“While all aspects of our life are important, without a balance, you become addicted and like all addictions you lose.”
Catherine Pulsifer, author of “Balance of Life”
A while ago, Rebecca Maxon of Fairleigh Dickinson University called “Stress in the Workplace: A Costly Epidemic.” She discovered that 3 out of 4 American workers describe their work as stressful, and occupational stress has been defined as a “global epidemic” by the United Nations’ International Labor Organization.
Of course, most people tend to think of the physical ailments that come with too much stress. But the economic consequences of job stress are just as alarming.
When Maxon published her research, she said workplace stress costs U.S. employers an estimated $200 billion per year in absenteeism, lower productivity, staff turnover, workers’ compensation, medical insurance, and other stress-related expenses. Today, we believe the cost is much, much higher.
That being the case, stress management may be one of the most important challenges facing businesses in the 21st century. As an author, speaker, and consultant, I hear it all the time. My audience members repeatedly tell me, “I want to do a good job for my company. But I also want a life. I just don’t know how to balance the two.”
I suppose that’s why one of my most requested programs for association meetings or corporate on-site training is my program on “Take This Job and Love It! Managing Stress, Preventing Burnout, and Balancing Life … On and Off the Job.”
The good news is YOU can learn to eliminate most of your stress and manage the rest of it. So let me give you “Dr. Zimmerman’s 14-Point Plan For Kicking The Stress Out Of Your Life.”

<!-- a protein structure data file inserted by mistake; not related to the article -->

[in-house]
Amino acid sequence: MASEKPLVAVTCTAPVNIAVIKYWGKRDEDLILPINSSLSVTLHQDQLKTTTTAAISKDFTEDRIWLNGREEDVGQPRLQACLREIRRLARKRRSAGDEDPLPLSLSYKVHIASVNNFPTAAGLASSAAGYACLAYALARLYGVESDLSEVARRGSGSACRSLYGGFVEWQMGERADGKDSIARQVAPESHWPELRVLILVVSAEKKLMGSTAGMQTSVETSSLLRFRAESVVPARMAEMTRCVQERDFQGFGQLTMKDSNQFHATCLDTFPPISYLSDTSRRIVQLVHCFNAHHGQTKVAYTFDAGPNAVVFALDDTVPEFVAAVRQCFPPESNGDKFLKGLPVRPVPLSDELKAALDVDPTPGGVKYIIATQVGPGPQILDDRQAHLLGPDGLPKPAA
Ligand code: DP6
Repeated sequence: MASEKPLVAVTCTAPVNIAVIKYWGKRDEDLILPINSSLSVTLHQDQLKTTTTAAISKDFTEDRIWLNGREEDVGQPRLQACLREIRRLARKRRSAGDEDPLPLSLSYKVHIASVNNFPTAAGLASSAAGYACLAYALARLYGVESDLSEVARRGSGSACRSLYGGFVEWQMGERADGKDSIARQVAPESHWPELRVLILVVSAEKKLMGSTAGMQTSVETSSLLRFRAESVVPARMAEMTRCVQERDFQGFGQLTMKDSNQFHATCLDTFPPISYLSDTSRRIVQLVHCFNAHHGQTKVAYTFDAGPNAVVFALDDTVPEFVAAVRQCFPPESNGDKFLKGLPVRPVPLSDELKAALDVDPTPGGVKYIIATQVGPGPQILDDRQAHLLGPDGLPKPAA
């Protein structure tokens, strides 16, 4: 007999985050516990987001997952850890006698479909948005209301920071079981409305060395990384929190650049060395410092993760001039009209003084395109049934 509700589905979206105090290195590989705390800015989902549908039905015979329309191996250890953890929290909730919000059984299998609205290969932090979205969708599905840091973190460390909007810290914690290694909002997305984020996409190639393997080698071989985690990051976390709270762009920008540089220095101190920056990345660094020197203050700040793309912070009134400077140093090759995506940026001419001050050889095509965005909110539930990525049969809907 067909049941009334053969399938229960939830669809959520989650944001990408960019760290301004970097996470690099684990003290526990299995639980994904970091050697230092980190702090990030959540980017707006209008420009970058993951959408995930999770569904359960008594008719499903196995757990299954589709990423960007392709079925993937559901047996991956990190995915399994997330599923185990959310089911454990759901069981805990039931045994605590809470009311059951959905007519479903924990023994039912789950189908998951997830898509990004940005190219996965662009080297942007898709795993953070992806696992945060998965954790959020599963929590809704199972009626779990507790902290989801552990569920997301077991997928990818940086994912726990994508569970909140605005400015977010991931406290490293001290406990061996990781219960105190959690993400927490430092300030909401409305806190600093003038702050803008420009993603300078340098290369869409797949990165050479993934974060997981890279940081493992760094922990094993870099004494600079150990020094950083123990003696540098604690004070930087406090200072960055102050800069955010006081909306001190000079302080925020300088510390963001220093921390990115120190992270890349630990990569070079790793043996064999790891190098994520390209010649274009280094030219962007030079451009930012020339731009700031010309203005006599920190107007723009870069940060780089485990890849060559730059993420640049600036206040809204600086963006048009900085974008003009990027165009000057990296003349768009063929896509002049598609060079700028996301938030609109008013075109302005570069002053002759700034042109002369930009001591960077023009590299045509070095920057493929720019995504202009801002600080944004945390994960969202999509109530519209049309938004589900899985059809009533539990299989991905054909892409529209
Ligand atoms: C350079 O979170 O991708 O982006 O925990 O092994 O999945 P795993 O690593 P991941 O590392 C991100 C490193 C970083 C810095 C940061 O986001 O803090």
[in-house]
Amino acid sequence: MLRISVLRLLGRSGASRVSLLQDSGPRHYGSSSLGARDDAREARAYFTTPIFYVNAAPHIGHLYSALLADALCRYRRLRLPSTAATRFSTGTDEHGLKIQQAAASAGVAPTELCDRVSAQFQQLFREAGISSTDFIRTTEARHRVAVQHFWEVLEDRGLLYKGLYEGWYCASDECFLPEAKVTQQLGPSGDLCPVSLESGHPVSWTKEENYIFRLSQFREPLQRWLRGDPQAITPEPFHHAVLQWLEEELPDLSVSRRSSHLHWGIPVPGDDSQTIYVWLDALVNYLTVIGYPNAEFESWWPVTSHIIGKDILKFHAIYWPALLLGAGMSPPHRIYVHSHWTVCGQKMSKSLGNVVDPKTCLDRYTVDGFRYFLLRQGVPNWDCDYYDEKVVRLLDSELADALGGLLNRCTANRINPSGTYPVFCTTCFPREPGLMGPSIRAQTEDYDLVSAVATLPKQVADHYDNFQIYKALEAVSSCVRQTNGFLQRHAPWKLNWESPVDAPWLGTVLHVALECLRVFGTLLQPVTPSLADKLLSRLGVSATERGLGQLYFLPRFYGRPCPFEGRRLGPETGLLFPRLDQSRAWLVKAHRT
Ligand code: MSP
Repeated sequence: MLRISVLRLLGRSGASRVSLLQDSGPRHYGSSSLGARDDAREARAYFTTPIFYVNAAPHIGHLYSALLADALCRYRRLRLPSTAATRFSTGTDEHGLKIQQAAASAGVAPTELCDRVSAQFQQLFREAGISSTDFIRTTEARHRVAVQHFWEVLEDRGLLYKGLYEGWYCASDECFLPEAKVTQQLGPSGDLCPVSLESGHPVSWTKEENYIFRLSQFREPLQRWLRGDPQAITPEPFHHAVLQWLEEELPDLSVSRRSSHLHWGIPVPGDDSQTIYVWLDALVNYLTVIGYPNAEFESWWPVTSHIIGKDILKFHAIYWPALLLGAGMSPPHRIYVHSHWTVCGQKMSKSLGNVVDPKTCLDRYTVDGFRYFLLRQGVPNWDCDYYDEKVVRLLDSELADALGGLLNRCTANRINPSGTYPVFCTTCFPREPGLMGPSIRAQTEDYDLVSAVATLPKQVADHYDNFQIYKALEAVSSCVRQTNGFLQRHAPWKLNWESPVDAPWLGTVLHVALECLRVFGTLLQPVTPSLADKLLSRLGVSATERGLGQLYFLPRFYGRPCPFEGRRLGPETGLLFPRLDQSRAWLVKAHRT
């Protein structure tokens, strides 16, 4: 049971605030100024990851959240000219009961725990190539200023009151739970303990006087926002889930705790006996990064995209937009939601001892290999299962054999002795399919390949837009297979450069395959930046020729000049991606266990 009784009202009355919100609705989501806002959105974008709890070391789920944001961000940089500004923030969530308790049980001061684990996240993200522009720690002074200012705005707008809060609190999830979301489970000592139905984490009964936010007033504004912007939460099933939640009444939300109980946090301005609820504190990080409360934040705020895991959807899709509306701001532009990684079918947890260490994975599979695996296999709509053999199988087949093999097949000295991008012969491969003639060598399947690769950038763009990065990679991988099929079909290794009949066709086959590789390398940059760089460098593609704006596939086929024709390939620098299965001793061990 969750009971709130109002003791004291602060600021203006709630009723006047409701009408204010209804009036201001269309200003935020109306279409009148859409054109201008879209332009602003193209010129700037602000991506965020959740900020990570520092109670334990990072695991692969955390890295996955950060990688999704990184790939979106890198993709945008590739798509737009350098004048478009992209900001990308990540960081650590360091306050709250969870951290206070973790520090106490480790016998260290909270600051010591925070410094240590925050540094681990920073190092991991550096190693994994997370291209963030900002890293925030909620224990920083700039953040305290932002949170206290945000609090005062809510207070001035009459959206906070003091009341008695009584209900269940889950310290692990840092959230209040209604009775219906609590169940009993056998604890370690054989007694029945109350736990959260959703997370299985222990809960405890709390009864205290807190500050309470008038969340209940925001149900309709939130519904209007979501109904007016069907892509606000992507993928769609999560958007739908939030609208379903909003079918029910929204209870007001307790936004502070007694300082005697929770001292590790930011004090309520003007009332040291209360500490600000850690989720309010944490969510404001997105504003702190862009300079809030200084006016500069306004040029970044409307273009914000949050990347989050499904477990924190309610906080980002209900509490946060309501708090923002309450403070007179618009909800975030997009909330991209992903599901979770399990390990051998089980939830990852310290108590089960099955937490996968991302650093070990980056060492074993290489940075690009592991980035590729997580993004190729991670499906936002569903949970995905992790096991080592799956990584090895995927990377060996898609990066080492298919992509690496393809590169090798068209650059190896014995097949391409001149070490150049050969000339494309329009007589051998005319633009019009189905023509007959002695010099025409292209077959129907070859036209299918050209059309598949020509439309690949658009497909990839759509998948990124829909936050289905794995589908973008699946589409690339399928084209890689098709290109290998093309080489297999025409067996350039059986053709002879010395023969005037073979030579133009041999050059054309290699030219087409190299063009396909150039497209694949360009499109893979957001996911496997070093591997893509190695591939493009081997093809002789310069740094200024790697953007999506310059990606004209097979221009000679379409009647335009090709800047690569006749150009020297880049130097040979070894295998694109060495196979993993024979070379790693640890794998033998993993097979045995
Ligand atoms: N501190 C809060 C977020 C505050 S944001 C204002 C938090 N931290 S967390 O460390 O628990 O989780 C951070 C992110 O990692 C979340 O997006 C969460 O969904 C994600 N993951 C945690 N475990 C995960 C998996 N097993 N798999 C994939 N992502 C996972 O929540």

1. Pay attention to your body.
Most of the time, your body will tell you when you’ve got too much stress or when you’re off balance. Pay attention to your body. Don’t ignore those signals. If you notice changes in your weight, appetite, or sleep patterns, pay attention. If you’re experiencing more colds, headaches, and upset stomachs, pay attention.
After all, if you don’t pay attention to the dis-stress … and do something about it … you’re going to have dis-ease. So get to know your body and the way it communicates with you. Listen to the signals your body is sending you; care for it appropriately, and your stress will be dramatically reduced.
2. Think about what you REALLY want out of life.
I see too many people who work too hard, live too fast, and then feel somewhat empty … instead of excited and fulfilled … when they’re successful. The reason is simple: they never took the time to figure out what they REALLY wanted out of life or out of work. All they ever did was think about their next project or what else they had to do.